But, from their earliest cave days, what did women get good at? Relating to others, nurturing, listening, sharing, and working together with other women whose lives were so similar and who shared common problems. Sure, some women always emerged as leaders in the group – keeping peace, solving problems, being courageous or wise or outgoing – but they all learned to find friends they could count on and talk with, who understood them, and would respond when needed.

So we have men in the outside world, who needed to learn to be soloists, to compete for position – skill or power – to visibly continue as heads of families or societies and forge ahead, successfully or not.  And that lasted till the last two generations began to rethink their roles and make up their own rules about what they would and should do.

And women? Over the centuries women’s roles depended on men. Their lives and futures needed a man to select them and bestow upon them the title of legitimate, recognizable woman – qualified as desirable, as wife, mother, caretaker and visible prize. Otherwise they were the leftovers, the maiden aunts, the teachers, librarians, and governesses that had failed in the earlier competition for men to give them their key roles.

And who believed in these predictable assignments, in the implied descriptions of what to expect – even demand – from men and women? We all did!

To this day little boys are asked to “be strong and take it like a man” and little girls are admired for being “so sweet, graceful, and pretty” (and I know there are enlightened parents whose parenting is much broader, but it’s still the general attitude).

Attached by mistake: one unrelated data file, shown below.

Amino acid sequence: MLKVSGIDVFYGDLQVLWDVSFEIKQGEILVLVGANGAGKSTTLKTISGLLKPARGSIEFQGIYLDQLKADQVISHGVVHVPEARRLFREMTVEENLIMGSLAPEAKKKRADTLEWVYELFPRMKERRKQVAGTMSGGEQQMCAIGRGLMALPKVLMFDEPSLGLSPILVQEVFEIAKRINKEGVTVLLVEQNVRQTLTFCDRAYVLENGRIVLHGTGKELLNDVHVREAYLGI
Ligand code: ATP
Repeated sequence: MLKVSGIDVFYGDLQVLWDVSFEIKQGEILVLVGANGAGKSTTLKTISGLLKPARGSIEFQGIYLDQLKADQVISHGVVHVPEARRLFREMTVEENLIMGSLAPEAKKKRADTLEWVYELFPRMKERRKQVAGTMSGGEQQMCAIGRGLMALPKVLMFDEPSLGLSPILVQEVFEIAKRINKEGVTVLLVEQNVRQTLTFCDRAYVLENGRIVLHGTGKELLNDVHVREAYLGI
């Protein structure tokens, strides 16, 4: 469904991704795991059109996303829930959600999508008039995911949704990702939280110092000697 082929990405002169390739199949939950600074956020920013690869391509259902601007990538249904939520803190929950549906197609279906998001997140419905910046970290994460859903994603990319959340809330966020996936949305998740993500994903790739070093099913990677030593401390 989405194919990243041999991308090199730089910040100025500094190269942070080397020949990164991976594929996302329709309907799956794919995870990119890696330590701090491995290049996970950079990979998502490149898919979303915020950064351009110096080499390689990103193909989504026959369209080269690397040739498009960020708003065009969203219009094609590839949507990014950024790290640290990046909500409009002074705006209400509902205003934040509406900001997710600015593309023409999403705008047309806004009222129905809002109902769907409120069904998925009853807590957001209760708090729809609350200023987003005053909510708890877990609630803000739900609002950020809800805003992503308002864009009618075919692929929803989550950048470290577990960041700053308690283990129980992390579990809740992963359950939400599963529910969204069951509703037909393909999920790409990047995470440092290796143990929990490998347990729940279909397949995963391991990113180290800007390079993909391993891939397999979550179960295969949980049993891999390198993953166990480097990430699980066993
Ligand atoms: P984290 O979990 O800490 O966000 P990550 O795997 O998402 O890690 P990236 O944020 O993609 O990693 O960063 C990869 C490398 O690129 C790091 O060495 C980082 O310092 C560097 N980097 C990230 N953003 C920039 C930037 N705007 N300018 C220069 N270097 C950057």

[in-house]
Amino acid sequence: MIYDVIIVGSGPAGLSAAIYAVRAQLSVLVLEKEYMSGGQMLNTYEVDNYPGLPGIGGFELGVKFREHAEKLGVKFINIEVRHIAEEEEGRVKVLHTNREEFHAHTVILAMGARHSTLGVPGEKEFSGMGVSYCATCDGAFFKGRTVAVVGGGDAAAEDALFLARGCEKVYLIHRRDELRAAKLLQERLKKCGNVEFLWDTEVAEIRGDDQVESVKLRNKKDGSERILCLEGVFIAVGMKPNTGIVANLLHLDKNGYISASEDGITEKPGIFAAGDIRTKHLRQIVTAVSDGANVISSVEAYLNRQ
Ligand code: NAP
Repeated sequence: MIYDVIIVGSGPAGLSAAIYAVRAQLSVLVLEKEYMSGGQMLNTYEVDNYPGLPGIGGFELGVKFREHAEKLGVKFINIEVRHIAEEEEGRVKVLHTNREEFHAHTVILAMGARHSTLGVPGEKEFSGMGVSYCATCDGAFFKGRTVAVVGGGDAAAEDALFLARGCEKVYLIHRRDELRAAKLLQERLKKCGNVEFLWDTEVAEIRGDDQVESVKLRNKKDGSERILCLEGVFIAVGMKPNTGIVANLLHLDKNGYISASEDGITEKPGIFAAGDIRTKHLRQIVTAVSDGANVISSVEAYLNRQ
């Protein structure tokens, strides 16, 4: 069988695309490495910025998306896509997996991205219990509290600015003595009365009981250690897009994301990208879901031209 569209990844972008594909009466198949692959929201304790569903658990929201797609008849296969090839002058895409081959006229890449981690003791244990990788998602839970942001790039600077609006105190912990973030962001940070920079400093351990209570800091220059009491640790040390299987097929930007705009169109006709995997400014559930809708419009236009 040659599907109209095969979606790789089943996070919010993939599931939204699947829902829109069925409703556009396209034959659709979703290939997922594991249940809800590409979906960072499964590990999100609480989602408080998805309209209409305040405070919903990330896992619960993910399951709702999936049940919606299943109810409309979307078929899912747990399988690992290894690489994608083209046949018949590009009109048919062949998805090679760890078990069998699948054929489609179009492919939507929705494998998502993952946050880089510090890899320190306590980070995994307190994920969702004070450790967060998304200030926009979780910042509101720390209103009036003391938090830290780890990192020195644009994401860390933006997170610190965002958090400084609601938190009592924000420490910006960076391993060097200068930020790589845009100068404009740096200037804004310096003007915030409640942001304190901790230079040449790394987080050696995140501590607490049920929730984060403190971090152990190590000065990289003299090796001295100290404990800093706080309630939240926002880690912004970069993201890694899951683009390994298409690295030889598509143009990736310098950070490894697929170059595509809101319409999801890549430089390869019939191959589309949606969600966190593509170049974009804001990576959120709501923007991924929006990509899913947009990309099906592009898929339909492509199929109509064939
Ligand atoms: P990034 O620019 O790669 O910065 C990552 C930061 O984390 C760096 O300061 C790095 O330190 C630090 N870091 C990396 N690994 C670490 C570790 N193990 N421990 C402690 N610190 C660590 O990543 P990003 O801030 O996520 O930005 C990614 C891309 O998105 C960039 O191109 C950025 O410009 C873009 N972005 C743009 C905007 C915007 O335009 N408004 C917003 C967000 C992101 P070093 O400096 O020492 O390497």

So here we are now, with women breaking out of their traditional roles in visible numbers. Little wonder at the reception we’re getting from men – no, not all, of course, but enough to create the general unease that still causes them to turn laws and expectations against us.

What is this unease about? “Well, if women change their roles, what is now demanded of us?” men are asking.

And women are saying, “Move over, we’ll play in your yard too, now.” Unnerved and challenged – since it’s an old habit to keep the roles clear – men still imagine us women as the decorative, softer, more compliant nurturers. But bosses? Ugh. This invasion not only challenges them to move over and adjust but to also rethink their roles. It makes men wonder, “Who will I be now? What role does this create for me? And hmmm… what else might I like to do?”

Now consider how much it challenges women. They still need to fight the ingrained traditions, not only in their quest for some new turf but also against their own feelings, that genetic, physical draw to still be both a traditional nurturer and homemaker.

What about younger women, those who now have so many opportunities carved out by the women’s movement? They still need to learn the how-tos, the skills and techniques for moving into leadership and feeling like they belong there. Let’s not forget that their role models in that exalted leaders’ territory are still relatively few.

It’s not second nature to all women to roar to the front. It depends on personal drive, desire, background, and intention, as well as courage and feeling legitimate as they stride forth. So they need to learn some new approaches to withstanding the hostility and disbelief, to becoming dexterous and comfortable as leaders, and how to create a new space for fulfilling themselves in the world. Women kicking over a millennia of role demarcations is a tough assignment. The stereotypical slots they’re climbing out of cause deep, internal, personal battles to be fought across the board – and in the boardroom.

Can woman do this? Hah! Just look at Wendy Davis, for one. And we can now also do the hard “outside” physical jobs since no strength and big muscles are required to run our newly formed techie world, just brainpower, creativity, and the ability to relate to people as a perceptive executive. And we’ve always been great at that. Read the original article in Sonya Hamlin’s blog.

© Sonya Hamlin